Etymology
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sewer (n.1)

c. 1400, seuer, "conduit, trench, or ditch used for drainage" (of surface water or marshland), from Anglo-French sewere (early 14c.), Old North French sewiere "sluice from a pond" (13c.), literally "something that makes water flow." From late 13c. in surnames (Robertus Atte Suor). Also compare Anglo-Latin sewera, suera. These are from a shortened form of Gallo-Roman *exaquaria (source of Old French esseveur), from Latin ex "out" (see ex-) + aquaria, fem. of aquarius "pertaining to water," from aqua "water" (from PIE root *akwa- "water"). For form evolution, compare ewer, from Latin aquarius.

After c. 1600 the sense of "underground channel for wastewater" emerged and predomination, especially "a public drain; a conduit or canal constructed to carry off waste water, etc." Figurative use of this is from 1640s. Sewer rat, the common brown rat when infesting sewers, is from 1861.

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constipation (n.)

c. 1400, "costiveness, bowel condition in which evacuations are obstructed or difficult" (more fully, constipacioun of þe wombe), from Late Latin constipationem (nominative constipatio), noun of state from past-participle stem of Latin constipare "to press or crowd together," from assimilated form of com- "together" (see con-) + stipare "to cram, pack" (see stiff (adj.)).

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compress (v.)

late 14c., "to press or pack (something) together, force or drive into a smaller compass," from Old French compresser "compress, put under pressure," from Late Latin compressus, past participle of  compressare "to press together," frequentative of comprimere "to squeeze," from com "with, together" (see com-) + premere "to press, hold fast, cover, crowd, compress" (from PIE root *per- (4) "to strike"). Related: Compressed; compressing. Compressed air is attested from 1660s.

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relay (v.)

c. 1400, relaien, "to set a pack of (fresh) hounds after a quarry;" also "change horses, take a fresh horse," from Old French relaiier, from relai (see relay (n.)). The word seems to have faded out by 19c. but was re-formed in electromagnetics from the noun, in a transitive sense of "pass on or retransmit," originally of telephone signals (1878), later in a transferred sense of "pass on information" (by 1956). Related: Relayed; relaying.

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Joe 
pet-form of Joseph (q.v.). Meaning "generic fellow, man" is from 1846. Used in a wide range of invented names meaning "typical male example of," for example Joe college "typical college man" (1932); Joe Blow "average fellow" is U.S. military slang, first recorded 1941. "Dictionary of American Slang" lists, among other examples, Joe Average, Beige, Lunch Bucket, Public, Sad, Schmoe, Six-pack, Yale, Zilch
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*red- 

*rēd-, Proto-Indo-European root meaning "to scrape, scratch, gnaw."

It forms (possibly) all or part of: abrade; abrasion; corrode; corrosion; erase; erode; erosion; radula; rascal; rase; rash (n.) "eruption of small red spots on skin;" raster; rat; raze; razor; rodent; rostrum; tabula rasa.

It is the hypothetical source of/evidence for its existence is provided by: Sanskrit radati "scrapes, gnaws," radanah "tooth;" Latin rodere "to gnaw, eat away," radere "to scrape;" Welsh rhathu "scrape, polish."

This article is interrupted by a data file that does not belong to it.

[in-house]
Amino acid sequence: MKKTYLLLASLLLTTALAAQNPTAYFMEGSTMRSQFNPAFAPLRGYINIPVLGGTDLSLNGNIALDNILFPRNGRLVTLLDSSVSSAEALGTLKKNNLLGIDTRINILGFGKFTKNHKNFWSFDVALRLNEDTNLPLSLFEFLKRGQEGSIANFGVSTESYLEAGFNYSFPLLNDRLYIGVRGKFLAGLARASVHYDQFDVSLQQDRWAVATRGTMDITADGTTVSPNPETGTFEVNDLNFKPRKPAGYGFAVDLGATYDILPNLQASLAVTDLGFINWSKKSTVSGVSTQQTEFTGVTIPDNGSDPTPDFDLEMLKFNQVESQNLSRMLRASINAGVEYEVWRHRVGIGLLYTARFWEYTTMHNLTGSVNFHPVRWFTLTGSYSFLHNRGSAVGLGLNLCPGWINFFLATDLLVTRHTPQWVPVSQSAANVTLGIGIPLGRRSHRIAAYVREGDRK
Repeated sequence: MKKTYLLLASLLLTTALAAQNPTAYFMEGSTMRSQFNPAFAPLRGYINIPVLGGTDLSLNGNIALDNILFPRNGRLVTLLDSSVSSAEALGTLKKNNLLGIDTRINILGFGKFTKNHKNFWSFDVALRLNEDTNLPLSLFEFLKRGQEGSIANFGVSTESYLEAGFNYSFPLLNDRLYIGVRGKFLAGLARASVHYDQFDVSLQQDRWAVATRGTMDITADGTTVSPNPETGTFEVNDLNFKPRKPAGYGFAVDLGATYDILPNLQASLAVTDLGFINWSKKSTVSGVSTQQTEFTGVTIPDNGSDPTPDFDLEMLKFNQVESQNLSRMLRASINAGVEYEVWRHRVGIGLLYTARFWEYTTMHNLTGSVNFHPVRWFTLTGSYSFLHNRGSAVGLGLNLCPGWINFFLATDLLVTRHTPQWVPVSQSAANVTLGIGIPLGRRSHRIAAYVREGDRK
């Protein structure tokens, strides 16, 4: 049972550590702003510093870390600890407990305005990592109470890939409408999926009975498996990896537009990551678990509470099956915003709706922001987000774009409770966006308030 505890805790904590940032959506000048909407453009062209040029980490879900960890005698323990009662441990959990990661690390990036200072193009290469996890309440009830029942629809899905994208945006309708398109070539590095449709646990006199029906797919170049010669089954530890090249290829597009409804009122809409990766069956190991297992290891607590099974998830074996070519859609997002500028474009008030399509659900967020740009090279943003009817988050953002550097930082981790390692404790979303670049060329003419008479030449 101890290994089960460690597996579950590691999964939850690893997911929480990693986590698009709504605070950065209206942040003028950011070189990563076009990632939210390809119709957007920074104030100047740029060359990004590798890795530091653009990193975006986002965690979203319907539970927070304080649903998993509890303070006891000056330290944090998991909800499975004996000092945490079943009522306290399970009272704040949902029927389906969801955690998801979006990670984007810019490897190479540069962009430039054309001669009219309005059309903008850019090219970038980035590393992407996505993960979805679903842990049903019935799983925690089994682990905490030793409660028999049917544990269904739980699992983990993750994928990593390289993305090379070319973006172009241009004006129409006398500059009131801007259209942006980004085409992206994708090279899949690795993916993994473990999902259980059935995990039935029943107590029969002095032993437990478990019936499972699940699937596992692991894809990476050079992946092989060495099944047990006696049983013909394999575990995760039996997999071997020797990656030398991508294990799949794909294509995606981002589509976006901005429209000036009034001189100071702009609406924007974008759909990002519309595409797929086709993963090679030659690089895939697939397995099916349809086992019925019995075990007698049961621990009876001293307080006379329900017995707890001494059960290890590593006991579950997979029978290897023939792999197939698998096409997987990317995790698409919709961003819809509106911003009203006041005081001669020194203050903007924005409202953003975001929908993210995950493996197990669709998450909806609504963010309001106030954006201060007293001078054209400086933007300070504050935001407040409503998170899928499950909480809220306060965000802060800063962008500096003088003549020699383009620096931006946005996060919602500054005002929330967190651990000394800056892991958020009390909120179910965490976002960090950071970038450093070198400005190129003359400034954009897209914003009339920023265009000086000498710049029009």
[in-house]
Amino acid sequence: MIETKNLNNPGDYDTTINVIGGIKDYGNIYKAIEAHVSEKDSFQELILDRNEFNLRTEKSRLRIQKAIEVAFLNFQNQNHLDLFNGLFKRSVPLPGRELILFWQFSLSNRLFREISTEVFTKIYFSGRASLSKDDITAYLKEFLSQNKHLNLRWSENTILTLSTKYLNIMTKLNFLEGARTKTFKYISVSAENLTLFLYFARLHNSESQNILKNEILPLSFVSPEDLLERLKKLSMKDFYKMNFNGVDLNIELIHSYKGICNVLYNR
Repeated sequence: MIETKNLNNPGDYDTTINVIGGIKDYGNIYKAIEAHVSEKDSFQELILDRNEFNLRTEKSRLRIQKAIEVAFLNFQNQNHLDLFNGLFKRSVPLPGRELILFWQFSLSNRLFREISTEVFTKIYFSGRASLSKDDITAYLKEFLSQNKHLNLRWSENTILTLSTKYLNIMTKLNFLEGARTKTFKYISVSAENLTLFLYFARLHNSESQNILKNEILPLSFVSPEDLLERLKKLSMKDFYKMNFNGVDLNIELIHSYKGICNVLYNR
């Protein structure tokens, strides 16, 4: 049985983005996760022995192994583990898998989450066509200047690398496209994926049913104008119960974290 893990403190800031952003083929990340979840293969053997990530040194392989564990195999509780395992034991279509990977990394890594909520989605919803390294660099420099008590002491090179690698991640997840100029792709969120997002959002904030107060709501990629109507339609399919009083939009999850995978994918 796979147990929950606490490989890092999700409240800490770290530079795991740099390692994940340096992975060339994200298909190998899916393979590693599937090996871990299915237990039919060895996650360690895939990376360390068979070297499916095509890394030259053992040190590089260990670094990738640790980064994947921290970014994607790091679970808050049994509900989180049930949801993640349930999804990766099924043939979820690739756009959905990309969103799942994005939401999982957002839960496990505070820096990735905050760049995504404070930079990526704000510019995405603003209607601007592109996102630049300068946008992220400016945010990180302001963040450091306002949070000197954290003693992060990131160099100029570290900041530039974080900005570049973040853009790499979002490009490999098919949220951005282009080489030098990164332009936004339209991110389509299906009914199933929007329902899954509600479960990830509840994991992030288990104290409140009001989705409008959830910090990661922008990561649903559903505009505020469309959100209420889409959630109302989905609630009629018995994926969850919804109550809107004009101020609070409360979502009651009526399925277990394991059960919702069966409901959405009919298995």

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ratline (n.)

"thin rope," especially, on sailing ships, one of a series of small ropes or lines which form the steps of ladders for going aloft, late 15c., ratling, also ratlin, a word of obscure etymology. Compare Dutch weeflijn, German Webeleine "web line." The spelling ratline is attested from 1773, perhaps by folk etymology influence of rat (n.) + line (n.), "a seamen's jocular name, as if forming ladders for the rats to climb by" [Century Dictionary].

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Coumadin (n.)

by 1953, name for human anti-coagulant use of the rat poison warfarin sodium, abstracted from the chemical name, 3-(α-acetonylbenzyl)-4-hydroxycoumarin; earlier known as Dicoumarol, it attained publicity when it was used in 1955 to treat U.S. President Dwight Eisenhower after a heart attack. Coumarin as the name of an aromatic crystalline substance is by 1830 in English, from French coumarine, from coumarou, the native name in Guyana of the tonka or tonquin bean, one source of the substance.

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Fort Sumter 
military installation in South Carolina, U.S., begun in 1827, named for U.S. Revolutionary War officer and Congressman Thomas Sumter (1734-1832), "The Carolina Gamecock." The family name is attested from 1206, from Old French sommetier "driver of a pack horse" (see sumpter). The U.S. Civil War is held to have begun with the firing of rebel batteries on the government-held fort on April 12, 1861.
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arraign (v.)

late 14c., araynen, "to call to account," also "to call up on a criminal charge," from Old French araisnier "speak to, address; accuse (in a law court)," from Vulgar Latin *arrationare, from Latin adrationare, from ad "to" (see ad-) + *rationare, from ratio "argumentation; reckoning, calculation," from rat-, past participle stem of reri "to reckon, calculate," also "think" (from PIE root *re- "to reason, count"). The unetymological -g- is a 16c. overcorrection based on reign, etc. Related: Arraigned; arraigning.

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